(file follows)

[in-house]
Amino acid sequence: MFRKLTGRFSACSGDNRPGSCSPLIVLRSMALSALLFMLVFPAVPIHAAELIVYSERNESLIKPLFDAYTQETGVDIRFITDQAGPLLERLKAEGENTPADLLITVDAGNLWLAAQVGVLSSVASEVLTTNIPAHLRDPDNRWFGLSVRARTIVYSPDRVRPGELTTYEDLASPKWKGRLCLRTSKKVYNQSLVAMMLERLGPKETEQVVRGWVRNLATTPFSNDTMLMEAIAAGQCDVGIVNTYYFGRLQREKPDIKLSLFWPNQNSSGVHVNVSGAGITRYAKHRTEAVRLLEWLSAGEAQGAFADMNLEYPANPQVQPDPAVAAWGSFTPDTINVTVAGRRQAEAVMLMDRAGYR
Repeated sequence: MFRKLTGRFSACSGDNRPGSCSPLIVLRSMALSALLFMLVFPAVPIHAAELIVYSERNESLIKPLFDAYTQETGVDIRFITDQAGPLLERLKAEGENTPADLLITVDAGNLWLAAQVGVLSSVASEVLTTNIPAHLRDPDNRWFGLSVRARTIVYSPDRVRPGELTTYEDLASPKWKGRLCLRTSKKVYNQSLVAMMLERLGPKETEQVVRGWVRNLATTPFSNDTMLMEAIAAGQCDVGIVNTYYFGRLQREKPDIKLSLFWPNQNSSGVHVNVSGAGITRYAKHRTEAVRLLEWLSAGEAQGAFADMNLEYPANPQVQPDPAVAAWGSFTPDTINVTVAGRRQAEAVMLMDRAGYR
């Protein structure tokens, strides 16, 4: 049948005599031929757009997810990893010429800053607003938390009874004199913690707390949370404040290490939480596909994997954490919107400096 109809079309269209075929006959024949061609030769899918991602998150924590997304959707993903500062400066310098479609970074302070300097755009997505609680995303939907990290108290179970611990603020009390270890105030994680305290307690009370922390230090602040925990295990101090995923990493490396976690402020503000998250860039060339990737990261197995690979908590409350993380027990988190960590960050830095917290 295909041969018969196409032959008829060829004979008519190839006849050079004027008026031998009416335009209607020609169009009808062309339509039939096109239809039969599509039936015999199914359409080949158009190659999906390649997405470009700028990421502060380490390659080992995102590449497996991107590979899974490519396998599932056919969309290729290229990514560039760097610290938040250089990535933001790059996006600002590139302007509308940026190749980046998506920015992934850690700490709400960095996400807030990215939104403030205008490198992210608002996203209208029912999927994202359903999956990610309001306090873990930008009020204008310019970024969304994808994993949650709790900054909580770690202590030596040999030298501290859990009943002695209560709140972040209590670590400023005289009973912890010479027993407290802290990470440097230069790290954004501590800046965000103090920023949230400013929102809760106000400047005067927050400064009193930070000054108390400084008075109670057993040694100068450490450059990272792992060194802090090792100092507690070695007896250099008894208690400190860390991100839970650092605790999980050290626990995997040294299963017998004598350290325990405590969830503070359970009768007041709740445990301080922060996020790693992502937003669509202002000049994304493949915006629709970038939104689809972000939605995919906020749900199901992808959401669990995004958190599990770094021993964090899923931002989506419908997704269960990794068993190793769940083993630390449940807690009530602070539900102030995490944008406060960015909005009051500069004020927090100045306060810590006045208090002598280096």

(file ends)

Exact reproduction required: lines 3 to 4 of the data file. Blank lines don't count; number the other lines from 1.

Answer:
Repeated sequence: MFRKLTGRFSACSGDNRPGSCSPLIVLRSMALSALLFMLVFPAVPIHAAELIVYSERNESLIKPLFDAYTQETGVDIRFITDQAGPLLERLKAEGENTPADLLITVDAGNLWLAAQVGVLSSVASEVLTTNIPAHLRDPDNRWFGLSVRARTIVYSPDRVRPGELTTYEDLASPKWKGRLCLRTSKKVYNQSLVAMMLERLGPKETEQVVRGWVRNLATTPFSNDTMLMEAIAAGQCDVGIVNTYYFGRLQREKPDIKLSLFWPNQNSSGVHVNVSGAGITRYAKHRTEAVRLLEWLSAGEAQGAFADMNLEYPANPQVQPDPAVAAWGSFTPDTINVTVAGRRQAEAVMLMDRAGYR
């Protein structure tokens, strides 16, 4: 049948005599031929757009997810990893010429800053607003938390009874004199913690707390949370404040290490939480596909994997954490919107400096 109809079309269209075929006959024949061609030769899918991602998150924590997304959707993903500062400066310098479609970074302070300097755009997505609680995303939907990290108290179970611990603020009390270890105030994680305290307690009370922390230090602040925990295990101090995923990493490396976690402020503000998250860039060339990737990261197995690979908590409350993380027990988190960590960050830095917290 295909041969018969196409032959008829060829004979008519190839006849050079004027008026031998009416335009209607020609169009009808062309339509039939096109239809039969599509039936015999199914359409080949158009190659999906390649997405470009700028990421502060380490390659080992995102590449497996991107590979899974490519396998599932056919969309290729290229990514560039760097610290938040250089990535933001790059996006600002590139302007509308940026190749980046998506920015992934850690700490709400960095996400807030990215939104403030205008490198992210608002996203209208029912999927994202359903999956990610309001306090873990930008009020204008310019970024969304994808994993949650709790900054909580770690202590030596040999030298501290859990009943002695209560709140972040209590670590400023005289009973912890010479027993407290802290990470440097230069790290954004501590800046965000103090920023949230400013929102809760106000400047005067927050400064009193930070000054108390400084008075109670057993040694100068450490450059990272792992060194802090090792100092507690070695007896250099008894208690400190860390991100839970650092605790999980050290626990995997040294299963017998004598350290325990405590969830503070359970009768007041709740445990301080922060996020790693992502937003669509202002000049994304493949915006629709970038939104689809972000939605995919906020749900199901992808959401669990995004958190599990770094021993964090899923931002989506419908997704269960990794068993190793769940083993630390449940807690009530602070539900102030995490944008406060960015909005009051500069004020927090100045306060810590006045208090002598280096």